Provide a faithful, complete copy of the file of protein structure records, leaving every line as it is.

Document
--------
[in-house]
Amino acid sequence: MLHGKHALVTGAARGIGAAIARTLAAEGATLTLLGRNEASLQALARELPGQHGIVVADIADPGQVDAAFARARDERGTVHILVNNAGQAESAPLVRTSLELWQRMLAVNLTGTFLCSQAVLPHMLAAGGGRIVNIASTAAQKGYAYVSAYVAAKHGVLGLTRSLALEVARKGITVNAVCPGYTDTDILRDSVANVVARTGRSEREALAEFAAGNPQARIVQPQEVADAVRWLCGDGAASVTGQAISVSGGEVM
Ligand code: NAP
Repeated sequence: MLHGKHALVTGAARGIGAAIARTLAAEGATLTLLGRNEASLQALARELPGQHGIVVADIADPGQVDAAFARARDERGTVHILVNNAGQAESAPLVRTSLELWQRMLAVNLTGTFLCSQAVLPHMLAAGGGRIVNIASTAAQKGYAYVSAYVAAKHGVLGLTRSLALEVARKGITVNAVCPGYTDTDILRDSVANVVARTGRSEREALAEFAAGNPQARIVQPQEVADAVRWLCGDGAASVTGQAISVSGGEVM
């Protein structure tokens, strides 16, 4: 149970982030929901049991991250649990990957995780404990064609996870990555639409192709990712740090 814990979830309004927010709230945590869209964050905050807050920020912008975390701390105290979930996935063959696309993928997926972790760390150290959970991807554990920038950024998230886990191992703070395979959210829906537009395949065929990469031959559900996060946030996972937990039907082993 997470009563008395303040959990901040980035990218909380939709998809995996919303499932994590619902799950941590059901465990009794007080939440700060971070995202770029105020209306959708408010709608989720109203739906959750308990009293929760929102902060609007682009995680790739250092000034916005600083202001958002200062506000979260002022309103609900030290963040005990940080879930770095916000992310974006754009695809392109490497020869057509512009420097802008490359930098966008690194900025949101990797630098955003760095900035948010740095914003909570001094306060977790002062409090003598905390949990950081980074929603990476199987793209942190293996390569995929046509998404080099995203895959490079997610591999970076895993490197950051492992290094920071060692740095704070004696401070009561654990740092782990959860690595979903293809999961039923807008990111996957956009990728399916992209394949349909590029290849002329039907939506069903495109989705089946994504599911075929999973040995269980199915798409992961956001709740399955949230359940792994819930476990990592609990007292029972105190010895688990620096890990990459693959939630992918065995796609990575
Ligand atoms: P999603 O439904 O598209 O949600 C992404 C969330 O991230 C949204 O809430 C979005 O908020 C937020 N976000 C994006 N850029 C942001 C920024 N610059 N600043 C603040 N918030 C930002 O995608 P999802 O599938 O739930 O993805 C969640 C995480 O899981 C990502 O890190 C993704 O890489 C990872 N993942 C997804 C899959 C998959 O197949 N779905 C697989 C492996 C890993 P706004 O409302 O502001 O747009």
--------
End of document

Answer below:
[in-house]
Amino acid sequence: MLHGKHALVTGAARGIGAAIARTLAAEGATLTLLGRNEASLQALARELPGQHGIVVADIADPGQVDAAFARARDERGTVHILVNNAGQAESAPLVRTSLELWQRMLAVNLTGTFLCSQAVLPHMLAAGGGRIVNIASTAAQKGYAYVSAYVAAKHGVLGLTRSLALEVARKGITVNAVCPGYTDTDILRDSVANVVARTGRSEREALAEFAAGNPQARIVQPQEVADAVRWLCGDGAASVTGQAISVSGGEVM
Ligand code: NAP
Repeated sequence: MLHGKHALVTGAARGIGAAIARTLAAEGATLTLLGRNEASLQALARELPGQHGIVVADIADPGQVDAAFARARDERGTVHILVNNAGQAESAPLVRTSLELWQRMLAVNLTGTFLCSQAVLPHMLAAGGGRIVNIASTAAQKGYAYVSAYVAAKHGVLGLTRSLALEVARKGITVNAVCPGYTDTDILRDSVANVVARTGRSEREALAEFAAGNPQARIVQPQEVADAVRWLCGDGAASVTGQAISVSGGEVM
């Protein structure tokens, strides 16, 4: 149970982030929901049991991250649990990957995780404990064609996870990555639409192709990712740090 814990979830309004927010709230945590869209964050905050807050920020912008975390701390105290979930996935063959696309993928997926972790760390150290959970991807554990920038950024998230886990191992703070395979959210829906537009395949065929990469031959559900996060946030996972937990039907082993 997470009563008395303040959990901040980035990218909380939709998809995996919303499932994590619902799950941590059901465990009794007080939440700060971070995202770029105020209306959708408010709608989720109203739906959750308990009293929760929102902060609007682009995680790739250092000034916005600083202001958002200062506000979260002022309103609900030290963040005990940080879930770095916000992310974006754009695809392109490497020869057509512009420097802008490359930098966008690194900025949101990797630098955003760095900035948010740095914003909570001094306060977790002062409090003598905390949990950081980074929603990476199987793209942190293996390569995929046509998404080099995203895959490079997610591999970076895993490197950051492992290094920071060692740095704070004696401070009561654990740092782990959860690595979903293809999961039923807008990111996957956009990728399916992209394949349909590029290849002329039907939506069903495109989705089946994504599911075929999973040995269980199915798409992961956001709740399955949230359940792994819930476990990592609990007292029972105190010895688990620096890990990459693959939630992918065995796609990575
Ligand atoms: P999603 O439904 O598209 O949600 C992404 C969330 O991230 C949204 O809430 C979005 O908020 C937020 N976000 C994006 N850029 C942001 C920024 N610059 N600043 C603040 N918030 C930002 O995608 P999802 O599938 O739930 O993805 C969640 C995480 O899981 C990502 O890190 C993704 O890489 C990872 N993942 C997804 C899959 C998959 O197949 N779905 C697989 C492996 C890993 P706004 O409302 O502001 O747009």